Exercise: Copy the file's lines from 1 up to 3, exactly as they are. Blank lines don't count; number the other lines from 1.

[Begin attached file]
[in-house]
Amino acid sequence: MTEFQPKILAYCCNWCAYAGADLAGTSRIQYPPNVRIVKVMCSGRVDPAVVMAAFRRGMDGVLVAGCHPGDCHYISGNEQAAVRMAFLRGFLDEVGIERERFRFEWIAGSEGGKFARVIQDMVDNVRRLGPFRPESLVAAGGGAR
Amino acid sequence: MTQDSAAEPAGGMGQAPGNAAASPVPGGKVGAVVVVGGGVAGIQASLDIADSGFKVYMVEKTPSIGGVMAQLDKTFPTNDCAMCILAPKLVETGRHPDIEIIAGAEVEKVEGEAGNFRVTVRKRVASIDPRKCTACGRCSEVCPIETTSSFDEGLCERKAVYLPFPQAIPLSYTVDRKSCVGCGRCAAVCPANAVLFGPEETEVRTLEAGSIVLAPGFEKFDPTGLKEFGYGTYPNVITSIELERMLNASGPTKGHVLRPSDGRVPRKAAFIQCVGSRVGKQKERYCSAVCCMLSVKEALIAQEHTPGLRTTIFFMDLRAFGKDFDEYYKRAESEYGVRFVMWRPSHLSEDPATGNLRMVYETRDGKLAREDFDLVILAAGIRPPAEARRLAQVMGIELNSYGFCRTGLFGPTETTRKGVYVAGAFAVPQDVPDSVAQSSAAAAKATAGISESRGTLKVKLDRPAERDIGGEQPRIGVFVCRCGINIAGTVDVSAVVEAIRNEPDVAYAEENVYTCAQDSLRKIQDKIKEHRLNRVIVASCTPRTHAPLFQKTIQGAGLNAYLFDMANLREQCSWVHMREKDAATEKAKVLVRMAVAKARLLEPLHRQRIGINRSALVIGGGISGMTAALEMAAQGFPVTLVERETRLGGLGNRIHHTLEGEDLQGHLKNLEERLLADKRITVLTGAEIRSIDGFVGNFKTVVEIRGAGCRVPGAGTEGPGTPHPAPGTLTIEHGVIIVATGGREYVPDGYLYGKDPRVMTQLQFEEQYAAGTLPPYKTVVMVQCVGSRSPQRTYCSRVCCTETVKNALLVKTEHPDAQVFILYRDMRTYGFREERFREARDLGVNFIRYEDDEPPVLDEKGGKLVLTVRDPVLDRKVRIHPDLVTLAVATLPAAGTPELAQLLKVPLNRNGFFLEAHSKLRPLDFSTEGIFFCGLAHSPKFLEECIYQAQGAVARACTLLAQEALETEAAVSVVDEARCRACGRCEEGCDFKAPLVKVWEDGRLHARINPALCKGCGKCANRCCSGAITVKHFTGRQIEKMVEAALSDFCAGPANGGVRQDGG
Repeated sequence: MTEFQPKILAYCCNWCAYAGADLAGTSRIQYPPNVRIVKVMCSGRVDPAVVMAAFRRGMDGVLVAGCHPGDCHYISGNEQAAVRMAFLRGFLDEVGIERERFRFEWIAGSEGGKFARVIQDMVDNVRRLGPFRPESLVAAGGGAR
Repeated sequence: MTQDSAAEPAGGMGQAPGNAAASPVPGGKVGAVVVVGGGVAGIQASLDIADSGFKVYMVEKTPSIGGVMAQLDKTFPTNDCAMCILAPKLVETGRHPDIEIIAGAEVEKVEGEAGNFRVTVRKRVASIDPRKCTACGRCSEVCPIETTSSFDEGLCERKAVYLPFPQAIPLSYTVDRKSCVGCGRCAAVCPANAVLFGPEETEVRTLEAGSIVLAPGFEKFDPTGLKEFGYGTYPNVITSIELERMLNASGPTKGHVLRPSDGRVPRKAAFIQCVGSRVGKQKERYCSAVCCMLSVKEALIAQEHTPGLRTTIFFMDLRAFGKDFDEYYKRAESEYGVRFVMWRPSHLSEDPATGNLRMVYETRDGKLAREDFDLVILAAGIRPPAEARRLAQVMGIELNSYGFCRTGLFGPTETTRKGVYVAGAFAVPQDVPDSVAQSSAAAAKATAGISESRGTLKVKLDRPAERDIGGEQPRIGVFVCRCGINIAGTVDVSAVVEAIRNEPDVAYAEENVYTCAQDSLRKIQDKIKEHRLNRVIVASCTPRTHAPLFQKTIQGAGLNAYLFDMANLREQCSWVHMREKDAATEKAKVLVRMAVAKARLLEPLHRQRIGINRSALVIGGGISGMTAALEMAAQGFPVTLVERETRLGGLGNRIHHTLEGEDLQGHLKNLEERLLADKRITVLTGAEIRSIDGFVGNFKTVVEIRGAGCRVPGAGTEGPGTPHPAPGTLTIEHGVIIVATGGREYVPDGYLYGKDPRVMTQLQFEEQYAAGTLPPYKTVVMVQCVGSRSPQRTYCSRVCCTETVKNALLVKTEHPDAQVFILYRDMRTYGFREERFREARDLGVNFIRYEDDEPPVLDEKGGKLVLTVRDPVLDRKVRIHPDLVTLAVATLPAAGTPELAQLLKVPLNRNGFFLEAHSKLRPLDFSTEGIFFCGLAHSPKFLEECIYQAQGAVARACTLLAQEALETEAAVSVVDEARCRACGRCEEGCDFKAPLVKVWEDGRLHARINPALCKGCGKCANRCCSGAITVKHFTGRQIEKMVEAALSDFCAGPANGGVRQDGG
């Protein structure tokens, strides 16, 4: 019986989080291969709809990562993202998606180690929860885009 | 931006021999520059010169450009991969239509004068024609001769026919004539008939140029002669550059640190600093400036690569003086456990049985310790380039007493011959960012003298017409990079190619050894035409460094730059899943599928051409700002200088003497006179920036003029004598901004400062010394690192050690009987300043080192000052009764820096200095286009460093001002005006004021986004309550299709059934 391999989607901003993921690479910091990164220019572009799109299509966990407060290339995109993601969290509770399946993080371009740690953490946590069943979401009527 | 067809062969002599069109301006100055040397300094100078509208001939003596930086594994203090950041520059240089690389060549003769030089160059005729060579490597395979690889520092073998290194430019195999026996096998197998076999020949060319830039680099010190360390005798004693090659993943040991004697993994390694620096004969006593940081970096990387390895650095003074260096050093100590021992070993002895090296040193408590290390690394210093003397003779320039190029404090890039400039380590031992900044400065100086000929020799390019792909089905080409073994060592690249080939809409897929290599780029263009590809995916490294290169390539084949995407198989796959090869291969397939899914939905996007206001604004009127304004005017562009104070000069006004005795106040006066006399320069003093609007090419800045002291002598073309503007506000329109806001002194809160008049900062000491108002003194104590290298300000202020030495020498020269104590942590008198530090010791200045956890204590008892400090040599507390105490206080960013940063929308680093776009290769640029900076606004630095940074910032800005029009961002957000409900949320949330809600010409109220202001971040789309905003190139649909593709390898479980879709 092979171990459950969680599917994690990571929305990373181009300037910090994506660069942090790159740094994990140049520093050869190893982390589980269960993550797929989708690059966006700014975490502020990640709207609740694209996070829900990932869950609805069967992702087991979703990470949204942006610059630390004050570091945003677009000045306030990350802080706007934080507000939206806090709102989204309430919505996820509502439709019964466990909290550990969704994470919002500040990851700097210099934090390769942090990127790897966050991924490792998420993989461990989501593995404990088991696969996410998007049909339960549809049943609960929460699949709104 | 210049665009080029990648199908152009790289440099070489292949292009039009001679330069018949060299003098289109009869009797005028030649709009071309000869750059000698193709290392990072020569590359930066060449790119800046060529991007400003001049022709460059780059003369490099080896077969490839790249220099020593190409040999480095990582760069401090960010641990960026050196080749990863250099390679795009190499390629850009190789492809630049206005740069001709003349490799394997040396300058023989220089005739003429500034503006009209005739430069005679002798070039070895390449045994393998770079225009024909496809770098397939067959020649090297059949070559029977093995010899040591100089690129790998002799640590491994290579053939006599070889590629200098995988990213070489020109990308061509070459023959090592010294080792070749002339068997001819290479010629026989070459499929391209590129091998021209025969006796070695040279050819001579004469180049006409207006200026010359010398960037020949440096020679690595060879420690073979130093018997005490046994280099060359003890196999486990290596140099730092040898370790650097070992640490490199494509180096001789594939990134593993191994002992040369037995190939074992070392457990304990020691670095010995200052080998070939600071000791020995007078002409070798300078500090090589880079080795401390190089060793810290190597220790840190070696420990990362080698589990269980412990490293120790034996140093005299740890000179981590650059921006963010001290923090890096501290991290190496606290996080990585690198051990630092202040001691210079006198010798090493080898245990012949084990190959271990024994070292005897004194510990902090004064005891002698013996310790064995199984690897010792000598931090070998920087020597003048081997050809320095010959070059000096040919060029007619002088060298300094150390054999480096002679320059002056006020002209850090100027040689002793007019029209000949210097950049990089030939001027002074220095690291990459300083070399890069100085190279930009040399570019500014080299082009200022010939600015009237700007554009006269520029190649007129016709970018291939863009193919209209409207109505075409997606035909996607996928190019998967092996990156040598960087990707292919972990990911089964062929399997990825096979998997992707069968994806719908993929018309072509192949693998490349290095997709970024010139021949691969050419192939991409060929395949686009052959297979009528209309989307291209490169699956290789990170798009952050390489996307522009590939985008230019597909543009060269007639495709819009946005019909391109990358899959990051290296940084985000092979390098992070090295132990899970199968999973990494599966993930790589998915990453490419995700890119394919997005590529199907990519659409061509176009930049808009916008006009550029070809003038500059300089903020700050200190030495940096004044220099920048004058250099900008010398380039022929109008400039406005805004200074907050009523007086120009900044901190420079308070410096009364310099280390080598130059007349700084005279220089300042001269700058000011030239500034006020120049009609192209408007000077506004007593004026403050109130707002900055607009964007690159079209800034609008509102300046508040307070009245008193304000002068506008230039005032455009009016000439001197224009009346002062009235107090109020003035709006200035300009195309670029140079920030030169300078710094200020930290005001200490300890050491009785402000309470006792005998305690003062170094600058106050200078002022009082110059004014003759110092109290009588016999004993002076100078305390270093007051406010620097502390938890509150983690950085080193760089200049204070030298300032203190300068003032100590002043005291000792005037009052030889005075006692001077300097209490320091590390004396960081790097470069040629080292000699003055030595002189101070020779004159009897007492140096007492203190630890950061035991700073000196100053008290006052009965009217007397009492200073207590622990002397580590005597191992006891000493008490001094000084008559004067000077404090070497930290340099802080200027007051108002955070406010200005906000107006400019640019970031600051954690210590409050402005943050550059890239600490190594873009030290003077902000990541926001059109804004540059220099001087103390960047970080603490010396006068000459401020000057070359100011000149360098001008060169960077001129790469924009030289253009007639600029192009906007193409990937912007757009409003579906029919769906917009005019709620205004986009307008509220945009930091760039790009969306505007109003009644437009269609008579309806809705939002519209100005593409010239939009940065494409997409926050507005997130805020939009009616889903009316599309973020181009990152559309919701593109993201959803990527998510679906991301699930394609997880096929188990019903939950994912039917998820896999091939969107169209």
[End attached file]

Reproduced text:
[in-house]
Amino acid sequence: MTEFQPKILAYCCNWCAYAGADLAGTSRIQYPPNVRIVKVMCSGRVDPAVVMAAFRRGMDGVLVAGCHPGDCHYISGNEQAAVRMAFLRGFLDEVGIERERFRFEWIAGSEGGKFARVIQDMVDNVRRLGPFRPESLVAAGGGAR
Amino acid sequence: MTQDSAAEPAGGMGQAPGNAAASPVPGGKVGAVVVVGGGVAGIQASLDIADSGFKVYMVEKTPSIGGVMAQLDKTFPTNDCAMCILAPKLVETGRHPDIEIIAGAEVEKVEGEAGNFRVTVRKRVASIDPRKCTACGRCSEVCPIETTSSFDEGLCERKAVYLPFPQAIPLSYTVDRKSCVGCGRCAAVCPANAVLFGPEETEVRTLEAGSIVLAPGFEKFDPTGLKEFGYGTYPNVITSIELERMLNASGPTKGHVLRPSDGRVPRKAAFIQCVGSRVGKQKERYCSAVCCMLSVKEALIAQEHTPGLRTTIFFMDLRAFGKDFDEYYKRAESEYGVRFVMWRPSHLSEDPATGNLRMVYETRDGKLAREDFDLVILAAGIRPPAEARRLAQVMGIELNSYGFCRTGLFGPTETTRKGVYVAGAFAVPQDVPDSVAQSSAAAAKATAGISESRGTLKVKLDRPAERDIGGEQPRIGVFVCRCGINIAGTVDVSAVVEAIRNEPDVAYAEENVYTCAQDSLRKIQDKIKEHRLNRVIVASCTPRTHAPLFQKTIQGAGLNAYLFDMANLREQCSWVHMREKDAATEKAKVLVRMAVAKARLLEPLHRQRIGINRSALVIGGGISGMTAALEMAAQGFPVTLVERETRLGGLGNRIHHTLEGEDLQGHLKNLEERLLADKRITVLTGAEIRSIDGFVGNFKTVVEIRGAGCRVPGAGTEGPGTPHPAPGTLTIEHGVIIVATGGREYVPDGYLYGKDPRVMTQLQFEEQYAAGTLPPYKTVVMVQCVGSRSPQRTYCSRVCCTETVKNALLVKTEHPDAQVFILYRDMRTYGFREERFREARDLGVNFIRYEDDEPPVLDEKGGKLVLTVRDPVLDRKVRIHPDLVTLAVATLPAAGTPELAQLLKVPLNRNGFFLEAHSKLRPLDFSTEGIFFCGLAHSPKFLEECIYQAQGAVARACTLLAQEALETEAAVSVVDEARCRACGRCEEGCDFKAPLVKVWEDGRLHARINPALCKGCGKCANRCCSGAITVKHFTGRQIEKMVEAALSDFCAGPANGGVRQDGG